Harris Tweed is a fine woollen fabric with a distinctive weave originating from the Scottish Outer Hebrides. It has a typical tight, diagonal weave and the most common pattern is herringbone.
Authentic Harris Tweed
It has been woven by hand for centuries. The wool for Harris cloth was sourced from sheep bred on the island, then processed: washed in soft peat water, dyed in dyes extracted from local plants and lichens. After drying, portions of several colours were mixed together to produce the characteristic earthy colours. A single thread could contain up to 21 fibre colours. At the beginning of the 20th century, the Harris Tweed Authority was established, an organisation to guard the authenticity of the production processes to ensure continuity and quality. Each Harris Tweed product is marked the organisation’s logo – a ball called The Orb that looks like an apple. A product with this mark is 100% original, and its production and origin has not changed for centuries. Harris Tweed is the only material in the world protected by the Act of Parliament since 1993. It specifies that the fabric must be made from 100% pure sheep’s wool, dyed and woven by hand respecting traditional methods. Through meticulous inspection methods, each metre of Harris Tweed fabric has its own identification number, enabling us to trace it back to the weaver who handmade the material used to produce a particular item. Who among us has the knowledge of who made the
material used to make our garment and under what conditions? The very origin of the name Harris Tweed is also very interesting, according to legend it comes from a linguistic error – a Scottish fabric seller misspelled the word „twill” meaning the diagonal weave of the fabric, and the English buyer already wrote it down as „tweed”, as he thought it is named after the Scottish river of the same name.
Harris Tweed around the world
Harris Tweed is synonymous with British style and elegance. It is loved by the rich and famous, people for whom high quality workmanship is synonymous with luxury. The fabric is present in the canons of world literature – the most famous detective, Sherlock Holmes, used to wear his Harris Tweed cape all the time. Robert Langdon, the protagonist of Dan Brown’s novel, Harvard Professor, wears Harris Tweed jackets…. And let’s not forget the Mickey Mouse watch:) The world’s greatest designers use this fabric in their collections. Vivianne Westwood, Jimmy Choo, Prada, Louise Vuitton. Harris Tweed is also used by headwear manufacturers. Sterkowski’s offer includes Duckbill models, perfect for winter, Gatsby type flathats, as well as Deerstalker hats, which are traditional headgear for hunters. As a fabric, it is extremely durable and resistant to external conditions. Garments that are made from it are also very comfortable and provide excellent protection against the cold.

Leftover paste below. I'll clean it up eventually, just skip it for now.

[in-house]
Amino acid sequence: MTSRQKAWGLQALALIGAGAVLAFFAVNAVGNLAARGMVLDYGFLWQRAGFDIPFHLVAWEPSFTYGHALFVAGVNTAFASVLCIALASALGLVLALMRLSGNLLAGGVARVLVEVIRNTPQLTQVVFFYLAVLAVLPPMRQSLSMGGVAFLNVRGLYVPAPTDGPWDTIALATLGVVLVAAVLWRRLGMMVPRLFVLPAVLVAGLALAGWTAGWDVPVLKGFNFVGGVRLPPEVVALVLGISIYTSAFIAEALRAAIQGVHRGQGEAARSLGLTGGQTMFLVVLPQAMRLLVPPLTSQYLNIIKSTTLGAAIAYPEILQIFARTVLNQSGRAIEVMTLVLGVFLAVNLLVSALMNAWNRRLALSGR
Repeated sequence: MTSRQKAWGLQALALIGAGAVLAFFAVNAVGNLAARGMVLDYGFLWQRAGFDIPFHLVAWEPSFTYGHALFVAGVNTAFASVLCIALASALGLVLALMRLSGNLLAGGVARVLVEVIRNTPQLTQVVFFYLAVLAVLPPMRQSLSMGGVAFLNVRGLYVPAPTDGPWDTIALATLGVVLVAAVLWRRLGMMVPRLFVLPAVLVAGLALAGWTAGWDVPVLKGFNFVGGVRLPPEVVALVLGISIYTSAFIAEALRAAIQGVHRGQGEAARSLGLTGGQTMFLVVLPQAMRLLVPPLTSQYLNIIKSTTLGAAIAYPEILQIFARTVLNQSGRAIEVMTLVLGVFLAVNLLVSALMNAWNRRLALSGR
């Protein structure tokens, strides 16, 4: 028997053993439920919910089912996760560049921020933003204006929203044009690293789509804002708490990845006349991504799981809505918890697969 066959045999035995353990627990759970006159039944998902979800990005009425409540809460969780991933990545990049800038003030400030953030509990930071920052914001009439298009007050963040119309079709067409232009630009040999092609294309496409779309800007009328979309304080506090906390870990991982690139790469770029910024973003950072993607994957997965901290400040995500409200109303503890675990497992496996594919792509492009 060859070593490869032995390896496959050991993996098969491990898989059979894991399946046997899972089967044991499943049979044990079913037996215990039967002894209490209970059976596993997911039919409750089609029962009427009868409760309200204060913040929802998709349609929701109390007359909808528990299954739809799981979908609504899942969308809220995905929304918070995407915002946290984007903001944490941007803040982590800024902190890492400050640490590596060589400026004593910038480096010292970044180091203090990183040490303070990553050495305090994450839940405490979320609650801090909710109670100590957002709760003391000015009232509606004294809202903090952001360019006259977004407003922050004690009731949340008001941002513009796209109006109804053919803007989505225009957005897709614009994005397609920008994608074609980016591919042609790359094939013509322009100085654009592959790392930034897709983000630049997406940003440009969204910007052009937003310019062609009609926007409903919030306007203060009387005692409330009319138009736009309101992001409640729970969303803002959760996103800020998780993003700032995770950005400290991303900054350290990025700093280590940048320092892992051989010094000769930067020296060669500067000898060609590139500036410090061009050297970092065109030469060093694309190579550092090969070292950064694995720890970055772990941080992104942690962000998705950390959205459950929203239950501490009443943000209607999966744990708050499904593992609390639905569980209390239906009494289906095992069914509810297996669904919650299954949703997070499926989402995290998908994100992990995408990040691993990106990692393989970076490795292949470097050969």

How to preserve the unique properties of a fabric?
In order to preserve the unique properties of Harris Tweed, the fabric must be cared for in a special way. Dry cleaning with a soft toothbrush at home brings very good results. Wool can also be steam cleaned, this method of cleaning will ensure that there are no undesirable effects on medium intensity dirt. Larger soils are removed during dry cleaning at dry cleaners.